2 usb 2.0
    dvd
    cd
    (All except for 2 ISA slots are full)
    SUNPOWER 250W


    I upgraded my computer a bit (installed RAM and new cards).
    When I turned the power on, the BIOS screen worked as normally exept that I heard sound coming from the speakers (like an alarm sound) for 10 seconds. Then the computer shutdown and smoke came out from the PC.
    What happened and what could the extent of damage be?
  15. poertner_1274

    poertner_1274 secroF laicepS topShceT Posts: 4,745

    I would definately say you are way overtaxing that 250watt PSU, and if finally crapped out with all that stuff hooked up to it. I'd simply suggest getting a new 400watt Enermax or something similar, you will be happy with a name brand PSU, instead of a generic one.

    BTW
    :wave:Welcome to TechSpot:wave:
  16. The Best Alias

    The Best Alias TS Rookie Posts: 147

    Smoke is never a good sign. I'd say almost certainly your power supply has failed. If it's a good PS with adequate protection, it will shut itself off before anything catastropic happens. Some failures result in the voltage going down which won't harm your PC. Unfortunately, most PS failures are from a rectifier failure or more commonly a voltage regulator failure. If a rectifier fails, AC gets loose in a DC circuit and you've most likely lost everything. If a regulator fails, the DC voltage becomes irregular and the computer will start acting funny, ie shutting itself off for no reason. Regulator malfunctions tend to get worse over time and are usually caused by overloading the power supply.

    The only way to tell the extent of the dammage is to get a new power supply and power up one thang at a time. If what you do on a your PC is important to you, you will invest in a good power supply. I too sing the praise of Enermax.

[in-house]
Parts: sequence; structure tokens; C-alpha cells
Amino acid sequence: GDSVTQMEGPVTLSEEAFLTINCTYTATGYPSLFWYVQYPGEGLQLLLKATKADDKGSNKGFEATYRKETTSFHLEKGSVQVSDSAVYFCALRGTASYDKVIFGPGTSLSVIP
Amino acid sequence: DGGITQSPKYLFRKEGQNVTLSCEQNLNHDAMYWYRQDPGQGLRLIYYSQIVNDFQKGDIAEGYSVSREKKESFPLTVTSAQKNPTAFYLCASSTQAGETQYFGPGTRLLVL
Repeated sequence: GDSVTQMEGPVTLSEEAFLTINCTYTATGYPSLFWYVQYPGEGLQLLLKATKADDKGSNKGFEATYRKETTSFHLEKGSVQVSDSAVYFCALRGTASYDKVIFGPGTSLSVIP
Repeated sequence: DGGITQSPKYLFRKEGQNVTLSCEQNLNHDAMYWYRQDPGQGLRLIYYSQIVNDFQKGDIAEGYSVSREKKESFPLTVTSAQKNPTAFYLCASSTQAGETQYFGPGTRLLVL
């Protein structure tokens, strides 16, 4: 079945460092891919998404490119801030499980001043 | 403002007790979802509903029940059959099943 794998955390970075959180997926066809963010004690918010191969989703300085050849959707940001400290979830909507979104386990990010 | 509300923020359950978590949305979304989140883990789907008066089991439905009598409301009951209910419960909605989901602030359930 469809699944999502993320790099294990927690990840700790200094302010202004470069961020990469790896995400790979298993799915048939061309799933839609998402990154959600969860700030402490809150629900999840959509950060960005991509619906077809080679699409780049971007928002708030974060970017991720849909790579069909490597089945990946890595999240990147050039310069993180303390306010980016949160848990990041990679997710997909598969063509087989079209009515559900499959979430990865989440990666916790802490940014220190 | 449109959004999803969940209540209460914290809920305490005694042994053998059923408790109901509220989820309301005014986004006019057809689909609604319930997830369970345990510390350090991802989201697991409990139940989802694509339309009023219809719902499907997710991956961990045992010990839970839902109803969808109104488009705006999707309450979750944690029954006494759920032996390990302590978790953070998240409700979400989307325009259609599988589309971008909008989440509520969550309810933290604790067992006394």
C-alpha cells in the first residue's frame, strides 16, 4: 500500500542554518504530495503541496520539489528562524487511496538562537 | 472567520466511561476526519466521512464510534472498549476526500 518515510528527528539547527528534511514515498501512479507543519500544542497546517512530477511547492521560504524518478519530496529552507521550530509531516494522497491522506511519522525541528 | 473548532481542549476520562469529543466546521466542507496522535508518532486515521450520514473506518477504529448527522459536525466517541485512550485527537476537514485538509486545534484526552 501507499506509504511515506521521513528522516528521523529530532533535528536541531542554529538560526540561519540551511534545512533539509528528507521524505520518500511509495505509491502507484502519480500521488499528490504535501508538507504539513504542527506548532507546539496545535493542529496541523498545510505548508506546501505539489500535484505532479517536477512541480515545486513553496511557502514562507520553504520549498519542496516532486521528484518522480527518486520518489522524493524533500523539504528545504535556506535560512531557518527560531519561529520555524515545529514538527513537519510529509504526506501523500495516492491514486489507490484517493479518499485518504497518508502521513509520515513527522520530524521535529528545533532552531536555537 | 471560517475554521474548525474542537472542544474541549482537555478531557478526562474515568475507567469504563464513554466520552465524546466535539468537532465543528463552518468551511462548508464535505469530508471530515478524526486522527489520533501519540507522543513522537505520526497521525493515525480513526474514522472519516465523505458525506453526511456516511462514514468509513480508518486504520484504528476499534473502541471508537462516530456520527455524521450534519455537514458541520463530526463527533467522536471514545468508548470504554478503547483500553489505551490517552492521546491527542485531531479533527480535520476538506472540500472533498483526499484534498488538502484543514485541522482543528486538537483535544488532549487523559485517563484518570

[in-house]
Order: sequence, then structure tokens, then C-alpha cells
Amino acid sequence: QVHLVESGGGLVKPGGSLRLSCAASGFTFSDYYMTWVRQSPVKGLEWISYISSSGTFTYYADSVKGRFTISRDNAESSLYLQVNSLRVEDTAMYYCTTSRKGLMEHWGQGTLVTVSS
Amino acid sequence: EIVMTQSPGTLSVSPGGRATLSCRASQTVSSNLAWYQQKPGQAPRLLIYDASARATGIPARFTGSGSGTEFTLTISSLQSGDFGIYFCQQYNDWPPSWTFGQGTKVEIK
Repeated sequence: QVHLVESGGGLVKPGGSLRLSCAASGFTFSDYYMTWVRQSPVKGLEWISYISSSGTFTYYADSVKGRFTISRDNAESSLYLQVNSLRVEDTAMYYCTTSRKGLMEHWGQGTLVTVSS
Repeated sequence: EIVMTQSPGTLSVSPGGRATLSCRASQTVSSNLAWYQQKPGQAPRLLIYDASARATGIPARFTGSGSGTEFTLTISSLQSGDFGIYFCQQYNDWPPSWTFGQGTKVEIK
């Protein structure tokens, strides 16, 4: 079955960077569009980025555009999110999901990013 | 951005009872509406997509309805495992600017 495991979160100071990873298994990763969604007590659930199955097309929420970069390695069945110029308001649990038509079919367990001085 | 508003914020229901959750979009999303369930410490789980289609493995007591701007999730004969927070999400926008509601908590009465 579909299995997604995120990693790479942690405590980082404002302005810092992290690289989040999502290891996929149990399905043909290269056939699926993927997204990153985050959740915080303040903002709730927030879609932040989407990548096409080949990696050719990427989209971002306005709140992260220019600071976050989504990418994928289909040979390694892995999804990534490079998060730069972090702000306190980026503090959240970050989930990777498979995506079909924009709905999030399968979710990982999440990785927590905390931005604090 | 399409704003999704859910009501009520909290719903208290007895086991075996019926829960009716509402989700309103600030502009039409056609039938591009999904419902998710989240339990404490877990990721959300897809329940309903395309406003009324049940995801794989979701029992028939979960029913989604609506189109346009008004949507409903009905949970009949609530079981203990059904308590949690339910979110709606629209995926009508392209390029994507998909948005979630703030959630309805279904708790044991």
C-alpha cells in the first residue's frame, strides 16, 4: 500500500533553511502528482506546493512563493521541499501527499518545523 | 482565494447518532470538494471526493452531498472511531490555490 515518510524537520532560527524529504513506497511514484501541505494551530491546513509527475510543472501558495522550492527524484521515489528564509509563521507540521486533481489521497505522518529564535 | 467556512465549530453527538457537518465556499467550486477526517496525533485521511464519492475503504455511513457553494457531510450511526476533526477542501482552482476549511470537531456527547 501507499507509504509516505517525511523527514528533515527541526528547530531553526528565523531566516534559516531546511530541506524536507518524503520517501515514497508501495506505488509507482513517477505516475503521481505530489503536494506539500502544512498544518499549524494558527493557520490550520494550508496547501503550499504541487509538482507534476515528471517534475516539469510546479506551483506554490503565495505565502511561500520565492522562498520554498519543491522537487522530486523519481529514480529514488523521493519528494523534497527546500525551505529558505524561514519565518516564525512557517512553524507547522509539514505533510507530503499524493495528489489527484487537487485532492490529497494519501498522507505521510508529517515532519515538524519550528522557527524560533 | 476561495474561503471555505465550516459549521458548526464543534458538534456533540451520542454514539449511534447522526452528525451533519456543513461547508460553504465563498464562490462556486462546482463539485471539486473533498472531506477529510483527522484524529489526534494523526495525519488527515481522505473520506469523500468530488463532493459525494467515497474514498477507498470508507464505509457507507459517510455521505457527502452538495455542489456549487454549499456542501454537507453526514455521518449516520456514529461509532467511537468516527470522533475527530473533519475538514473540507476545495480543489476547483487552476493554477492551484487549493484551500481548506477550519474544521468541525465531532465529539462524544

A side note about overloading power supplys. If you are adding a new piece of hardware and you have to use one of those power splitters that they usually package with drives and fans, chances are you are overloading a circuit. there is a reason a 250W only has 4 power drops and a 550W has a kazillion. Those little splitter are like asking for trouble. Adding another case fan may be done with all the best intentions in the world, but it can be the straw that broke the camel's back too.
  17. joshuaCHedges

    joshuaCHedges TS Rookie

    Okay> I think we've thrashed this subject to death...

    ...but I just thought having read through the posts that I would add my 6 pence worth.

    As a hardware engineer and looking at this from a large corporation server point of view.

    The mainboard can take upwards of 30w. 30w being about the minimum of a basic ATX form factor (ff). This will rise on the later ones, although the smaller ff boards have been designed with power consumption reduction in mind. Also mainboard that include a mezzanine layer or riser boards will take more.
    This does not count the RAM or CPU. Ram is rated at 10w per 128MB and that is the calculation I use for Xeon Dual & Multi-processor server machines using 100 or 133MHz SDRAM DIMM modules and, of course goes up with frequency, although voltage comes down a little. A PC3200 runs at 400MHz DDR & 2.7v, with this and other design enhancments the calculation would still be about the same.
    CPU's are quite power hungry. Intel have got some better models out for the laptop, like the Centrino and Mendocino, but they are normally classed, for a single component, as the largest uses of power, with the Intel P4 normally using more power than the AMD Athlon. Compare a 3.4GHz Intel 90nm P4 and an AMD Athlon 90nm 64bit 3.5GHz and the power consumption is about double in the Intel chip. I would say to allow up to 100w (though see below), with the newest P4 600 series, even though they have 125million transistors and double the ATC L2 cache to 2MB, actually using less power. The hyperthreading technology in the Intel CPU uses about 10% more power but for shorter bursts as it finishes tasks quicker.
    The calculation is (Total Capacitance*frequency*(voltage²))/2, hence a 3.2GHz Intel P4 'C' CPU using 1.5volts internally will consume ≈ 70w whereas the Intel P4 mobile 715 running at 2GHz consumes only ≈ 16w. The 64bit AMD Athlon FX-55 running at 1.5v internally consumes ≈104w and the latest Pentium mobile CPU core code named 'dothan', this is in the 'sonoma' CPU with a 90nm process, 2MB of L2 cache and a speed of 2.13GHz (Pentium M770) uses only about 27w. There is another techonlogy that I have not investigated, but this is called 'Transmeta Crusoe' and is based on allowing the ouyter layer functions of a CPU to be carried out in software. The CPU consumes a lot less power and is well suited for smalled portable devices. a 700MHz with a core voltage of 1.6v uses only 3w. It is x86 compatible.

    So a basic 30w consumption mainboard with 1GB RAM and a 3GHz CPU could be using 175w

    ADD;